towards universal pensions in the Philippines

[O]nly about a third of seniors currently receive pension. Eighteen percent receives a contributory pension …, while 15% benefit from the … [the] social pension program for indigent senior citizens. ….

The scheme should cover all 1.2 million indigent senior citizens who are 60 years old and above, as … mandated by … the Expanded Senior Citizens Act of 2010.

This budget was, however, limited to only cover those age 77 and above. ….

“Other countries like Thailand, has recognized already the limitations and challenges of targeting, that’s why they opted for universal,” said Emily Beridico, COSE executive director.

A central question is, of course, whether the government could fund such a commitment.

The price tag, however, is lower than people might think. For example, a universal pension of P750 [US$16] for all Filipinos aged 60 and over would cost P69 billion or 0.5% of the GDP. Put in context, this is only a little more than the P56 billion government subsidy to only about 500,000 of military and uniformed pensioners ….

“We are aware there is money for fully covering the 60 years old indigent and expanding it further to all older Filipinos,” said Dioscorro Benalla, president of COPAP [Confederation of Older Person Associations of the Philippines]. “If government has allotted 56 billion pesos for a minuscule population of pensioners, we find no reason to deny … [benefits to any portion of] the entire older people population. Besides, who paid taxes?”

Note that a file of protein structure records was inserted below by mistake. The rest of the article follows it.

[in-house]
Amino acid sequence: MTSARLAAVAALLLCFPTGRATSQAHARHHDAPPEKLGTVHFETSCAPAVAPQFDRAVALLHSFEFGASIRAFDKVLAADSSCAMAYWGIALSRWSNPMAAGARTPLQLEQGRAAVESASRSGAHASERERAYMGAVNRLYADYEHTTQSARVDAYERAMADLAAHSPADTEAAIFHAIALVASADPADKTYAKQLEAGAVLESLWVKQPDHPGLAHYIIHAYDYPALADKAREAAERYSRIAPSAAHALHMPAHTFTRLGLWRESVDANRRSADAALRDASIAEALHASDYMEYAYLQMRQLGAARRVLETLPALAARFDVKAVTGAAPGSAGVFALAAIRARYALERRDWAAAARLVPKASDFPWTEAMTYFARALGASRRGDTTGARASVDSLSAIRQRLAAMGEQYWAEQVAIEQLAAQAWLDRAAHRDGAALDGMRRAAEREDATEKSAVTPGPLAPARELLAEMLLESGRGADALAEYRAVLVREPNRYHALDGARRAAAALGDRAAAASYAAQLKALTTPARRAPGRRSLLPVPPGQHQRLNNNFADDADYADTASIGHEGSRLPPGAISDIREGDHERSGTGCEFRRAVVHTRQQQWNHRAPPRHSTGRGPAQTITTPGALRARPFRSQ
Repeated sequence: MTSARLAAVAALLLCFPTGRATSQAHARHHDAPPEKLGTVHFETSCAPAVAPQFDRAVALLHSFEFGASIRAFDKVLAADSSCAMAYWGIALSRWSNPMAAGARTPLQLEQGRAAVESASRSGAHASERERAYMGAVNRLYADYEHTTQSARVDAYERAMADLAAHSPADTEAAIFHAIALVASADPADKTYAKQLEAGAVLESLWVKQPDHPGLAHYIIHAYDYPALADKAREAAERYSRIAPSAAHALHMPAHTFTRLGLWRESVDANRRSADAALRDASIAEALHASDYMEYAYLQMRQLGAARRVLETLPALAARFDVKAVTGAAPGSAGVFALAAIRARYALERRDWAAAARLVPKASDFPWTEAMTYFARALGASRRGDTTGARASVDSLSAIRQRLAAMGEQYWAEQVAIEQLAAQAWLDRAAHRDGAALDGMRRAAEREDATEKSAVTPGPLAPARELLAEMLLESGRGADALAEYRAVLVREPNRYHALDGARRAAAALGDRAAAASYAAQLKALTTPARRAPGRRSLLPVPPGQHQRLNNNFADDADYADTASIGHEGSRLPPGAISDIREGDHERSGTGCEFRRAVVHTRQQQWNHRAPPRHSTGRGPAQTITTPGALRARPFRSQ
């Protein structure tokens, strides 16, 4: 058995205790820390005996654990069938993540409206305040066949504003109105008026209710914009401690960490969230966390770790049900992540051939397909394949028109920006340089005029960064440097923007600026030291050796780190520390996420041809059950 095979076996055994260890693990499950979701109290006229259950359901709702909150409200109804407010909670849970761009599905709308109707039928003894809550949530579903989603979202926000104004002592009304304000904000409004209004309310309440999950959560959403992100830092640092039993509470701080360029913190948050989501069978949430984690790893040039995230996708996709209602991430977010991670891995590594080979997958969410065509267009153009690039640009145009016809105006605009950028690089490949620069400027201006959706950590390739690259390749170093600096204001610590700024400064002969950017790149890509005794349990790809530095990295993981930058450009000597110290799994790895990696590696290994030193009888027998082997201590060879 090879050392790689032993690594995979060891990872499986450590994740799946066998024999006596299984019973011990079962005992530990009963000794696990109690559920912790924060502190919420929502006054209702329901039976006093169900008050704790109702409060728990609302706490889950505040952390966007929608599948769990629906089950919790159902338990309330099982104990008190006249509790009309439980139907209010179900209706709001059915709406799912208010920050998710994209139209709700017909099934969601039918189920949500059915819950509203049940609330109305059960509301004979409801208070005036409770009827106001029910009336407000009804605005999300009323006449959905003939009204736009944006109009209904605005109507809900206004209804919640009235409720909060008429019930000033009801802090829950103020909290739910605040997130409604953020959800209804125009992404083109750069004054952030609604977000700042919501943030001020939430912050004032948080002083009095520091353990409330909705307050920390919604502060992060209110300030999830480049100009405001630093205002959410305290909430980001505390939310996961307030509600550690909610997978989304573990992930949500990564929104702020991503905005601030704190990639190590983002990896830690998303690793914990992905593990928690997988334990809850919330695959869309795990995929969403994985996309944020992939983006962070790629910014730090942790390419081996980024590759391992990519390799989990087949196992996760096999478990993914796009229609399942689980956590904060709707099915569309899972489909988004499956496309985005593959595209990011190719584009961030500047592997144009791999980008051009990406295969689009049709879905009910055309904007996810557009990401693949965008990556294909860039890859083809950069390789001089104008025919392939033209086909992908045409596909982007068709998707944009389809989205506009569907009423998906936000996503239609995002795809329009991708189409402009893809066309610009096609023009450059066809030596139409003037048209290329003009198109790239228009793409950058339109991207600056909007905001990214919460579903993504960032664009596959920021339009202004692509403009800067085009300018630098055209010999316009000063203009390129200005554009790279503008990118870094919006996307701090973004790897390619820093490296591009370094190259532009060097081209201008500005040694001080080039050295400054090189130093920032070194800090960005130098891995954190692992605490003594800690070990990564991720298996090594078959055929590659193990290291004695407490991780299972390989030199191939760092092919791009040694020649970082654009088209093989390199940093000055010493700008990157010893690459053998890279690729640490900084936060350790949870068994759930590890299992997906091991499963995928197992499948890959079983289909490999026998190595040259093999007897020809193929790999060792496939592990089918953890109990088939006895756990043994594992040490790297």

“We have been paying taxes since we were born and has been contributing to pension. We deserve every cents of it from the moment we turn 60 until we die,” Benalla stressed.

Coalition of Services of the Elderly (COSE),”Advocates call for improved senior pension for Pinoys“, Rappler.com, 2 October 2015.

According to HelpAge International, the Philippines’ means-tested 500 peso (US$11) social pension reaches only 4% of Filipinos aged 60 or older, at a fiscal cost of 0.03% of the country’s gross domestic product (GDP). I don’t know what accounts for the difference between HA’s estimate of 4% coverage and COSE’s higher estimate of 15% coverage. In any case, it is clear that the vast majority of older Filipinos have no access to pension income – contributory or non-contributory.

Previous TdJ posts on this topic can be accessed here and here.

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